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Colla, who composed for her most of the music she sang. She sang at the Pantheon Concerts for some years, from 1775, receiving a salary at one time of £100 a night for singing two songs, a price which was then simply enormous. She died at Parma, May 18, 1783.

[ J. M. ]

AGUS, Henri, born in 1749, died 1798; composer and professor of solfeggio in the Conservatoire of Paris (1795). His works, which display more learning than genius, consist of trios for strings, two compositions for violoncello, published in London, where he lived for some time, and six duos concertants for two violins, published by Barbieri (Paris) as the op. 37 of Boccherini.

AHLE, Johann Rodolph, church composer, born at Mühlhausen in Thuringia, Dec. 24, 1625; educated at Göttingen and Erfurt. In 1644 he became organist at Erfurt, but soon after settled at his native place, where in 1655 he was appointed member of the senate and afterwards burgomaster. He died in full possession of his powers July 8, 1673. His published compositions include 'Compendium pro tenellis' (1648), a treatise on singing which went through three editions; 'Geistlichen Dialogen,' 'Symphonien, Paduanen, und Balleten'; 'Thuringische Lustgarten,' a collection of church music; 400 'geistlichen Arien,' 'geistlichen Concerte,' and 'Andachten' on all the Sundays and Festivals, etc., etc. He cultivated the simple style of the choral, avoiding polyphonic counterpoint. His tunes were for long very popular, and are still sung in the Protestant churches of Thuringia—amongst others that known as 'Liebster Jesu wir sind hier.' Ahle left a son, Johann Georg, born 1650, who succeeded to his father's musical honours, and was made poet laureate by the Emperor Leopold I. He died Dec. 2, 1706. His hymn tunes were once popular, but are not now in use.

[ F. G. ]

AHLSTROEM, A. J. R, born about 1762; a Swedish composer, organist at the church of St. James, Stockholm, and court accompanyist; composed sonatas for pianoforte (Stockholm, 1783 and 1786), cantatas, and songs, and edited with Boman 'Walda svenska Folkdansar och Folkledar,' a collection of Swedish popular airs, some of which have been sung by Mme. Lind-Goldschmidt. He was also editor for two years of a Swedish musical periodical 'Musikaliskt Tidsfördrif.'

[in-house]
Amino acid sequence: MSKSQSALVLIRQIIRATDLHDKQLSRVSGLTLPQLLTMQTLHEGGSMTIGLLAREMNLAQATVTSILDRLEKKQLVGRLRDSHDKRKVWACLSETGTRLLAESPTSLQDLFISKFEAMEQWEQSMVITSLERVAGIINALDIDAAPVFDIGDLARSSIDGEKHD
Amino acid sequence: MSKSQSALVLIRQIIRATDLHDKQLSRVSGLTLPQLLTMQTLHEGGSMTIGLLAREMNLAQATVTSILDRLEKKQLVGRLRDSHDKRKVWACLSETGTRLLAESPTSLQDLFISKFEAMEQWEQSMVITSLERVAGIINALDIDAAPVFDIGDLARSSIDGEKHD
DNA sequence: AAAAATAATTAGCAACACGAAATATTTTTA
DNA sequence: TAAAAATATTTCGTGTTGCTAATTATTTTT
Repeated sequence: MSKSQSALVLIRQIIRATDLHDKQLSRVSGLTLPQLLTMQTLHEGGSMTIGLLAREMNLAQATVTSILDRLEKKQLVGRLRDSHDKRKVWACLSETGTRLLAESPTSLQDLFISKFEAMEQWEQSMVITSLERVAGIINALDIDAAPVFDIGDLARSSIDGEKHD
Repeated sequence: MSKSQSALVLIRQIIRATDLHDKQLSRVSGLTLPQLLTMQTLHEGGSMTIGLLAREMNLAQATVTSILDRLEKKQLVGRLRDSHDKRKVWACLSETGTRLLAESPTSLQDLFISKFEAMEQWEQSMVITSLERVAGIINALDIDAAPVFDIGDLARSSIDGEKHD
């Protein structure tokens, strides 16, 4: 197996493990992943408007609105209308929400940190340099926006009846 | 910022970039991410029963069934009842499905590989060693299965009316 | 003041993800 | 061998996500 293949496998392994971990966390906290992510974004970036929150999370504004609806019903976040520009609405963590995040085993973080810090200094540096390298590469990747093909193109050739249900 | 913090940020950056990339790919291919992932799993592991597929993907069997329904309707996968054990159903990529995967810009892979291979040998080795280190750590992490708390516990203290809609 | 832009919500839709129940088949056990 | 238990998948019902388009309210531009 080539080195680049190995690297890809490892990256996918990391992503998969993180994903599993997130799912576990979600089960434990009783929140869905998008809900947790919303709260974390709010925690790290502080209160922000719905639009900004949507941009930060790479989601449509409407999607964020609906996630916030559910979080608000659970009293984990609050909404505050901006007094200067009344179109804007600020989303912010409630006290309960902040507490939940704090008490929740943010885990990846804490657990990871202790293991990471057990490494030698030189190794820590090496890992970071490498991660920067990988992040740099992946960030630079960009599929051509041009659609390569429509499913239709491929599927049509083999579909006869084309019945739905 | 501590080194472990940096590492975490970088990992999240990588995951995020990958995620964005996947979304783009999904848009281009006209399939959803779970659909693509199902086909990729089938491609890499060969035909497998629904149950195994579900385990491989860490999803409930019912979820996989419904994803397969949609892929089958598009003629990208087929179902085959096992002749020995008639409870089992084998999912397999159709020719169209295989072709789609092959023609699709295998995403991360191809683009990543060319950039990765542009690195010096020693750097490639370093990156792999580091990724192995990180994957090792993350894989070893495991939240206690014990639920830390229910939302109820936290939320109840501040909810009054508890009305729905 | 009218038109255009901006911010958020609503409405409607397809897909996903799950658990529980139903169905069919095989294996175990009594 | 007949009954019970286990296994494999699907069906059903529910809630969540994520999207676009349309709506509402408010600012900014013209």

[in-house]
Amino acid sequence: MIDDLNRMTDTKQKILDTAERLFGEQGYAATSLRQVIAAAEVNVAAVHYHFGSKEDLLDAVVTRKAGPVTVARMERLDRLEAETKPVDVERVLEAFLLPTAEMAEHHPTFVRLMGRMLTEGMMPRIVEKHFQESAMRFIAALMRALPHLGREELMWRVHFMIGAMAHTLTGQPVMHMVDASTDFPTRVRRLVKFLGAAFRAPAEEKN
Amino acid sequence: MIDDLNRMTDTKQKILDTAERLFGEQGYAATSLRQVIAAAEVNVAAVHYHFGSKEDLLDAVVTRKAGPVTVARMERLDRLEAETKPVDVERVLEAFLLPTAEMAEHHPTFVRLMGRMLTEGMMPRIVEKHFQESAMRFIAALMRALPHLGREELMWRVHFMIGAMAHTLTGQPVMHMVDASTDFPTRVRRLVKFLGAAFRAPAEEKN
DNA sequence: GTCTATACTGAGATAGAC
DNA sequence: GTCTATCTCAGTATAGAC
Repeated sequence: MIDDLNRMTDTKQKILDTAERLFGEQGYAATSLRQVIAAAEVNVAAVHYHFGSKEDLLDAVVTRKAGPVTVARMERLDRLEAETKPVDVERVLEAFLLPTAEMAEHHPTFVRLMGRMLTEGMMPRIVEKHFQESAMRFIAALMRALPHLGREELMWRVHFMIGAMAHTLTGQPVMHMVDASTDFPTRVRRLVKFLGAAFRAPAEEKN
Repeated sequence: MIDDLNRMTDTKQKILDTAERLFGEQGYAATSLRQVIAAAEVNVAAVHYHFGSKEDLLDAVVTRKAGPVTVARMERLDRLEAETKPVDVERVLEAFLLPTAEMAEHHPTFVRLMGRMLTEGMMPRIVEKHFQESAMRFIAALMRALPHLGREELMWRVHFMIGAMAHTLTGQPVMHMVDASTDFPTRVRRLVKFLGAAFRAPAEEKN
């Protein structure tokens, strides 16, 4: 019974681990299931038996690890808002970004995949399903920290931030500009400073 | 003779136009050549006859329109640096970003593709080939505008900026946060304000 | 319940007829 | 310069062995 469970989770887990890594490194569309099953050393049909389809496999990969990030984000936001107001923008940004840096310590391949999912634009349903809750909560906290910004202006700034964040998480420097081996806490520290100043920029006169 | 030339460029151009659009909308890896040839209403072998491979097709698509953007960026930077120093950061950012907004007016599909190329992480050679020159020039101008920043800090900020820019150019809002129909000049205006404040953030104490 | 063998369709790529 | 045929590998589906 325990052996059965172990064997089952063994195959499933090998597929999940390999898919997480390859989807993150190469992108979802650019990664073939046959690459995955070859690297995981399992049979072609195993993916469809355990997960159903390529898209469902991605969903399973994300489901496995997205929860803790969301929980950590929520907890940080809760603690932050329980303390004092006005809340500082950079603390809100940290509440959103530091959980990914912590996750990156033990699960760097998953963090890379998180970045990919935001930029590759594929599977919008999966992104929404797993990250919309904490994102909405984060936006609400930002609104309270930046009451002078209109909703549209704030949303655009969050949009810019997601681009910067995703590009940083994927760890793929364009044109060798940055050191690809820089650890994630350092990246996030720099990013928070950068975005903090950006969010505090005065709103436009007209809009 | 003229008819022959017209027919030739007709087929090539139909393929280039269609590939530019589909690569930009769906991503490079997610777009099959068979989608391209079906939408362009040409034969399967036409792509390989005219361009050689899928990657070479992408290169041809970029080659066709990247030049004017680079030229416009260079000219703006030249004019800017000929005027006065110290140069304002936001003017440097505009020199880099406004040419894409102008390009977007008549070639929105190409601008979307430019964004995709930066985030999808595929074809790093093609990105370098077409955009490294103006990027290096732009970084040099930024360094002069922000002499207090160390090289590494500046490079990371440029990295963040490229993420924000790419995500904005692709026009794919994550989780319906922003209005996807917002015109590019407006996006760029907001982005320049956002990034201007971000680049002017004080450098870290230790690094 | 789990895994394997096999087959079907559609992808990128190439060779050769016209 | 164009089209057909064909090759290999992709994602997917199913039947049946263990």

[ M. C. C. ]

AIBLINGER, Johann Caspar, born at Wasserburg in Bavaria, Feb. 23, 1779. His compositions are much esteemed, and performed in the Catholic churches of South Germany. In 1803 he went to Italy, and studied eight years at Vicenza, after which he settled at Venice, where in conjunction with the Abbe Gregorio Trentino he founded the 'Odeon' Institution for the practice of classical works. In 1826 he was recalled to his native country by the king, and appointed kapellmeister of his court music. In 1833 however he returned to Italy, and resided at Bergamo, occupying himself in the collection of ancient classical music, which is now in the Staatsbibliothek at Munich. His whole efforts to the end of his life were directed to the performance of classical vocal music in the All Saints' church at Munich, erected in 1826. His single attempt at dramatic composition was an opera of 'Rodrigo a Chimene,' which was not successful. The bravura airs for Mme. Schechner and for Pellegrini were much liked, but the piece shewed no depth of invention. In church music however he was remarkably happy: his compositions in this department are in the free style of his time, written with great skill, and full of religious feeling, tuneful, agreeable, and easy melody, and exactly suited to small church choirs. They consist of masses, some requiems, graduals, litanies, and psalms, with accompaniments for orchestra and organ, published at Munich, Augsburg, and Paris (Schott). Aiblinger died May 6, 1867.

[ C. F. P. ]

AICHINGER, Gregor. Born about 1565; took holy orders, and entered the service of Freiherr Jacob Fugger at Augsburg as organist. In 1599 he paid a visit of two years to Rome to perfect himself in music. The date of his death is unknown, but it is supposed that he was alive at the time of the publication of one of his works, Dec. 5, 1613. In the preface to his 'Sacrae Cantiones' (Venice, 1590), he praises the music of Gabrieli; and his works also betray the influence of the Venetian school. They are among the best German music of that time, bearing marks of real genius; and are superior to those of his contemporary, the learned Gallus, or Handl. Amongst the most remarkable are a 'Ubi est frater,' and 'Assumpta est Maria,' both for three voices; an 'Adoramus' for four; and an 'Intonuit de coslo' for six voices, the last printed in the Florilegium Portense. A Litany, a Stabat Mater, and various motetts of his are printed in Proske's 'Musica divina.'

[ F. G. ]

AIMON, Pamphile Leopold François, violoncellist and composer, born at L'Isle, near Avignon, 1779; conducted the orchestra of the theatre in Marseilles when only seventeen, that of the Gymnase Dramatique in Paris 1821, and of the Théâtre Français, on the retirement of Baudron, 1822. Of his seven operas only two were performed, the 'Jeux Floraux' (1818), and 'Michel et Christine' (1821), the last with great success. He also composed numerous string quartetts, trios, and duos (Paris and Lyons), and was the author of 'Connaissances preliminaires de L'Harmonie,' and other treatises.

[ M. C. C. ]

AIR (Ital. aria; Fr. air; Germ. Arie, from the Latin aer, the lower atmosphere; or œra, a given number, an epoch, or period of time). In a general sense air, from the element whose vibration is the cause of music, has come to mean that particular kind of music which is independent of harmony. In common parlance air is rhythmical melody—any melody or kind of melody of which the feet are of the same duration, and the phrases bear some recognisable